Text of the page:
11. Chute according to claim 6, wherein the dimensions of said chute are selected from the following ranges: the height of said chute is selected from the range 0.1 m to 1.2 m, whereby the height of said first guiding element is selected from the range 0.3 m to 0.8 m, and the height of said second guiding element is selected from the range 0.05 m to 0.4 m, the width of said chute is selected from the range 0.15 m to 0.7 m, whereby the width of said first guiding element is selected from the range 0.05 m to 0.4 m, and the width of said second guiding element is selected from the range 0.02 m and 0.3 m., the angle α, indicative for the slope of said first guiding element at the end where said products enter said first guiding element, is selected from the range 70 to 90 degrees and; the angle β, indicative for the slope of said first element at the end where said products leave said first guiding element, is selected from the range 20 to 60 degrees.

12. A chute for guiding a stream of granular products moving under gravity, said chute comprising a first guiding element having a downwardly-curved surface, said downwardly-curved surface being shaped such that, in use, said products leave said first guiding element in a direction which is equal to or below the horizontal direction, wherein the dimensions of the first guiding element of the chute are selected from the following ranges the height of said first guiding element is selected from the range 0.1 m to 1.2 m, the width of said first guiding element is selected from the range 0.05 m to 0.4 m, the angle α, indicative for the slope of said first guiding element at the end where the products enter said first guiding element, is selected from the range 70 to 90 degrees, and the angle β, indicative for the slope of the first guiding element at the end where the products leave the first guiding element, is selected from the range 20 to 85 degrees.

13. A chute for guiding a stream of granular products moving under gravity, said chute comprising a first guiding element having a downwardly-curved surface, said downwardly-curved surface being shaped such that, in use, said products leave said first guiding element in a direction which is equal to or below the horizontal direction, and a second guiding element having a surface adapted for redirecting products, which are propelled by said first guiding element towards said second element in an essentially vertical downward direction, wherein the dimensions of the first guiding element and the second guiding element of the chute are selected from the following ranges the height of the chute is selected from the range 0.1 m to 1.2 m, whereby the height of the first guiding element is selected from the range 0.3 m to 0.8 m, and the height of said second guiding element is selected from the range 0.05 m to 0.4 m, the width of the chute is selected from the range 0.15 m to 0.7 m, whereby the width of said first guiding element is selected from the range 0.05 m to 0.4 m, and the width of said second guiding element is selected from the range 0.02 m and 0.3 m, the angle α, indicative for the slope of said first guiding element at the end where the products enter said first guiding element, is selected from the range 70 to 90 degrees and the angle β, indicative for the slope of said first guiding element at the end where the products leave said first guiding element, is selected from the range 20 to 60 degrees.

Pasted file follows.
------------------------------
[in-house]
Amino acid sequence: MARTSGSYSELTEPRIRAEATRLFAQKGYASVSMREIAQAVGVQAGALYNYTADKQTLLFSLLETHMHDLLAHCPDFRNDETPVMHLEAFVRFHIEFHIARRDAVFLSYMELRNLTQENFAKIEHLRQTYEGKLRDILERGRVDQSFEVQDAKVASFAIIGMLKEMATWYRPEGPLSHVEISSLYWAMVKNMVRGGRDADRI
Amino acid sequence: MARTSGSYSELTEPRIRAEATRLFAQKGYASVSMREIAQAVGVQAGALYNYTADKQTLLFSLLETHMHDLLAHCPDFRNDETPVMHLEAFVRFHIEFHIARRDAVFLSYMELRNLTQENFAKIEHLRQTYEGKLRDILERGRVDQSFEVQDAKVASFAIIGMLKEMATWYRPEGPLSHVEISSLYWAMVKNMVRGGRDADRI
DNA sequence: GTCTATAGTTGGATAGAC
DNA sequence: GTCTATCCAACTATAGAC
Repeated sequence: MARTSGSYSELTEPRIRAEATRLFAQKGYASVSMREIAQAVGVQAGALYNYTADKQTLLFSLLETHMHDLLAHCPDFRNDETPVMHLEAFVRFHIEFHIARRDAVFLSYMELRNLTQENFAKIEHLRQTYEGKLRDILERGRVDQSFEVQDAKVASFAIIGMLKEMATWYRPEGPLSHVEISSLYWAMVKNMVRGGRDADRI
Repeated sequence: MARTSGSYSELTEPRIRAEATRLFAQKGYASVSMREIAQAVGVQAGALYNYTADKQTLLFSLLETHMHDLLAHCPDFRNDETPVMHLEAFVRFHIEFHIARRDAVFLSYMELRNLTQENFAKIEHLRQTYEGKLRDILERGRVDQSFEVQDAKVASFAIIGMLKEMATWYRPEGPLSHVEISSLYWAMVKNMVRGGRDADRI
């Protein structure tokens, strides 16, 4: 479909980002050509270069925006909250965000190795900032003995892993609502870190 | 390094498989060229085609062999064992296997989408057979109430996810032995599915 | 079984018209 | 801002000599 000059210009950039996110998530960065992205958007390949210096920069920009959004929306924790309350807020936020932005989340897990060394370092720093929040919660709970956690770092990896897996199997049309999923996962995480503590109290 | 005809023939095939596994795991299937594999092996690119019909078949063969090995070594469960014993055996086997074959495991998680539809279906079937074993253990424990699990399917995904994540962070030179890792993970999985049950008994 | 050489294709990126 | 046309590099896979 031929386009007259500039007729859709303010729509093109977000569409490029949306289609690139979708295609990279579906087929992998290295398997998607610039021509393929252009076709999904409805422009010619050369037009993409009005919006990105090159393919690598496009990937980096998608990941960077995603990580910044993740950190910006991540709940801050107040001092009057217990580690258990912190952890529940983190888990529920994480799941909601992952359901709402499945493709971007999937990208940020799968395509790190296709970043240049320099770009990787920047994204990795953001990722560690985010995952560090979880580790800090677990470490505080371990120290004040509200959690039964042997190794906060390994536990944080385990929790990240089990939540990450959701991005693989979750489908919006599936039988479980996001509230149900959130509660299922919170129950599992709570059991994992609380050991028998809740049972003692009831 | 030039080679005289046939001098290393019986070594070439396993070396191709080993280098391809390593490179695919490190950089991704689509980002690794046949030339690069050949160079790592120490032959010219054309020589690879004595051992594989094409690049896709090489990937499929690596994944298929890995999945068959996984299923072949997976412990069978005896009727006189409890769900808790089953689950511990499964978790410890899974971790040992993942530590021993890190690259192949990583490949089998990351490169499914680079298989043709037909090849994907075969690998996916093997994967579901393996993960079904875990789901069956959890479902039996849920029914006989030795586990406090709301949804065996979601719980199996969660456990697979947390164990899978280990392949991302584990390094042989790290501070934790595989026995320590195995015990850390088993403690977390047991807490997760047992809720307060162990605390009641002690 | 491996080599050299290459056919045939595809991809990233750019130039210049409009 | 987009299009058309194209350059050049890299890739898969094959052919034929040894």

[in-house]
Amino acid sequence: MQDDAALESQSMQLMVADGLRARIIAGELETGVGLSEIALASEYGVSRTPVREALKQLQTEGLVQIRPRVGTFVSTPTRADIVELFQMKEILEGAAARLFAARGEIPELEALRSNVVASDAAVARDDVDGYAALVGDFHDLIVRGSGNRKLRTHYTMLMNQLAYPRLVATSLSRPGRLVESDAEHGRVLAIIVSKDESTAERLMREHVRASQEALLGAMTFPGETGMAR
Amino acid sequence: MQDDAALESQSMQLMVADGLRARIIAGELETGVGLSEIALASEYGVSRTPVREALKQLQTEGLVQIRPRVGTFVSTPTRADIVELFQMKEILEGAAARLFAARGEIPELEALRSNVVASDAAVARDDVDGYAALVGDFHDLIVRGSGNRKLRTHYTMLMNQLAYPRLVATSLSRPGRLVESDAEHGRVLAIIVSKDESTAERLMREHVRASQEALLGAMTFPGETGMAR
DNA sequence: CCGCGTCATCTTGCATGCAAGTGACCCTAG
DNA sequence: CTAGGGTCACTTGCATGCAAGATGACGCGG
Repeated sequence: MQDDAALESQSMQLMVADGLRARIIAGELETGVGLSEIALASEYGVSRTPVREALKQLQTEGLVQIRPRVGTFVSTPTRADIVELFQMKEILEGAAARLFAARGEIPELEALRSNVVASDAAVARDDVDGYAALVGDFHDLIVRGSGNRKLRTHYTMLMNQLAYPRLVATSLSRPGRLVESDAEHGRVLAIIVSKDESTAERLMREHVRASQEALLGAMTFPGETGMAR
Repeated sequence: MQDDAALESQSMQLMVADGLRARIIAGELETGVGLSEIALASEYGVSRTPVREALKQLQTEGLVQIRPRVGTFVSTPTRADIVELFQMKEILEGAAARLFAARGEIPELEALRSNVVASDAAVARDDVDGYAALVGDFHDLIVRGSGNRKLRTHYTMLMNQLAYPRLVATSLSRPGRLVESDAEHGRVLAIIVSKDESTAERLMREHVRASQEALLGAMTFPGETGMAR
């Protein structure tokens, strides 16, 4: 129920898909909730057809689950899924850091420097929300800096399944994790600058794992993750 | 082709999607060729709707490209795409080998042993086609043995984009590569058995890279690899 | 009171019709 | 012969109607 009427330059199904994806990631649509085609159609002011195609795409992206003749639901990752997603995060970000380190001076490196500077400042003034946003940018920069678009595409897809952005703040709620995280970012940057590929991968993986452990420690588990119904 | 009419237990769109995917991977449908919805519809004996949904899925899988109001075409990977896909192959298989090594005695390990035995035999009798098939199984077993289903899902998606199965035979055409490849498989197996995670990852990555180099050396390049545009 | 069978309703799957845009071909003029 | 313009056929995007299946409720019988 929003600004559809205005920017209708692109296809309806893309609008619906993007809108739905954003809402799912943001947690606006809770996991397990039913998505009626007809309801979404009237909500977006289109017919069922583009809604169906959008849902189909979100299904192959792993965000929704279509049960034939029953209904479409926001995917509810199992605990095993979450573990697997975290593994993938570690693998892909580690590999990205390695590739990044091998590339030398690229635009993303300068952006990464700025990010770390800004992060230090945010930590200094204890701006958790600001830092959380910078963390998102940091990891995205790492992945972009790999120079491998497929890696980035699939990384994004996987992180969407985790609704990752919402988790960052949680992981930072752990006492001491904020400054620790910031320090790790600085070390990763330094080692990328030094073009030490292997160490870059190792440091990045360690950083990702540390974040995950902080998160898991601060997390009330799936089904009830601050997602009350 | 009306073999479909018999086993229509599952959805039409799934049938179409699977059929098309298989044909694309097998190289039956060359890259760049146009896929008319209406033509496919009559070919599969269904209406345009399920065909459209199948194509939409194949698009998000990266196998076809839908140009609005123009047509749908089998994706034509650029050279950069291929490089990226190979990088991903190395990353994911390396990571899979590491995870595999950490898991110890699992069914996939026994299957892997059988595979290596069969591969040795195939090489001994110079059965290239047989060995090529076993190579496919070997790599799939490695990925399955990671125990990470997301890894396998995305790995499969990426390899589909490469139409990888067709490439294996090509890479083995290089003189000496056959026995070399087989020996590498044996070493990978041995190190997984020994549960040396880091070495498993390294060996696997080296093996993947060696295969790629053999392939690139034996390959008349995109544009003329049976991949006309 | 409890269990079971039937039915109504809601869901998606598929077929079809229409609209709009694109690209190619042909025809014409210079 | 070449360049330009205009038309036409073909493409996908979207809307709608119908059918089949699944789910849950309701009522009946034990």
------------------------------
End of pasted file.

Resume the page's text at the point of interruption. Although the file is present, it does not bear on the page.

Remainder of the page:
14. A apparatus for sorting products, comprising a supply system for providing products in a continuous stream to a chute, said chute comprising a first guiding element having a downwardly-curved surface, said downwardly-curved surface being shaped such that, in use, the products leave said first guiding element in a direction which is equal to or below the horizontal direction, the chute guiding said supplied products while moving under gravity, towards a detection system and at least one removal system, said detection system being positioned such as to analyse said products when propagating in an essentially vertical direction.

15. The sorting apparatus as in claim 14, wherein said first guiding element of said chute is positioned on one side of said product stream and one of said at least one removal system is positioned at the opposite side of said product stream.

16. The sorting apparatus according to claim 14, wherein the chute further comprises a second guiding element, said second guiding element having a surface adapted for redirecting products which are propelled by said first guiding element towards the second element in an essentially vertical downward direction, and said second guiding element being positioned at the opposite side of said product stream.

17. The sorting apparatus as in claim 14, wherein the chute further comprises a second guiding element, said second guiding element having a surface adapted for redirecting products which are propelled by said first guiding element towards said second guiding element in an essentially vertical downward direction, said second guiding element being upwardly-curved over its entire length, and said second guiding element being positioned at the opposite side of the product stream.